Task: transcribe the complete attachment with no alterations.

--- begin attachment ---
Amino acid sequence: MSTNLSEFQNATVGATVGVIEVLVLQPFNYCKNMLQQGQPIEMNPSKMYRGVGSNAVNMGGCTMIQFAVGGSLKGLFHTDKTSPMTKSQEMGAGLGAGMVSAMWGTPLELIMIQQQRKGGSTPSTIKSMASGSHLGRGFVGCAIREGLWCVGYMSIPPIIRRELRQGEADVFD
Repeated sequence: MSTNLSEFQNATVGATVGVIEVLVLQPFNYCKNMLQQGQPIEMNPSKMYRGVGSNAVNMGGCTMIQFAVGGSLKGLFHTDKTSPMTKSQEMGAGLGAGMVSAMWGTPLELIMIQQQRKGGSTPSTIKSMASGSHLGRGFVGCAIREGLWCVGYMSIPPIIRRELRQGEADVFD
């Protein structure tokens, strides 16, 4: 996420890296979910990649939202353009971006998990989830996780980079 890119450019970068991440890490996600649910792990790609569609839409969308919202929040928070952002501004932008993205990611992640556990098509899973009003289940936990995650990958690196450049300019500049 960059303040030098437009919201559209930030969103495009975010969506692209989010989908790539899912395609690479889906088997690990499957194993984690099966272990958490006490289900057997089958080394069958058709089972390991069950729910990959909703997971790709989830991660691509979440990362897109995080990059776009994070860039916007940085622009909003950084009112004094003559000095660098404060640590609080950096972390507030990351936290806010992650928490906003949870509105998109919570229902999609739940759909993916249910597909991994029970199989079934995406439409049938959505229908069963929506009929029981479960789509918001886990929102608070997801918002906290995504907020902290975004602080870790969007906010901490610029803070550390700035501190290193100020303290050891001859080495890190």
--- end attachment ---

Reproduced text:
Amino acid sequence: MSTNLSEFQNATVGATVGVIEVLVLQPFNYCKNMLQQGQPIEMNPSKMYRGVGSNAVNMGGCTMIQFAVGGSLKGLFHTDKTSPMTKSQEMGAGLGAGMVSAMWGTPLELIMIQQQRKGGSTPSTIKSMASGSHLGRGFVGCAIREGLWCVGYMSIPPIIRRELRQGEADVFD
Repeated sequence: MSTNLSEFQNATVGATVGVIEVLVLQPFNYCKNMLQQGQPIEMNPSKMYRGVGSNAVNMGGCTMIQFAVGGSLKGLFHTDKTSPMTKSQEMGAGLGAGMVSAMWGTPLELIMIQQQRKGGSTPSTIKSMASGSHLGRGFVGCAIREGLWCVGYMSIPPIIRRELRQGEADVFD
């Protein structure tokens, strides 16, 4: 996420890296979910990649939202353009971006998990989830996780980079 890119450019970068991440890490996600649910792990790609569609839409969308919202929040928070952002501004932008993205990611992640556990098509899973009003289940936990995650990958690196450049300019500049 960059303040030098437009919201559209930030969103495009975010969506692209989010989908790539899912395609690479889906088997690990499957194993984690099966272990958490006490289900057997089958080394069958058709089972390991069950729910990959909703997971790709989830991660691509979440990362897109995080990059776009994070860039916007940085622009909003950084009112004094003559000095660098404060640590609080950096972390507030990351936290806010992650928490906003949870509105998109919570229902999609739940759909993916249910597909991994029970199989079934995406439409049938959505229908069963929506009929029981479960789509918001886990929102608070997801918002906290995504907020902290975004602080870790969007906010901490610029803070550390700035501190290193100020303290050891001859080495890190």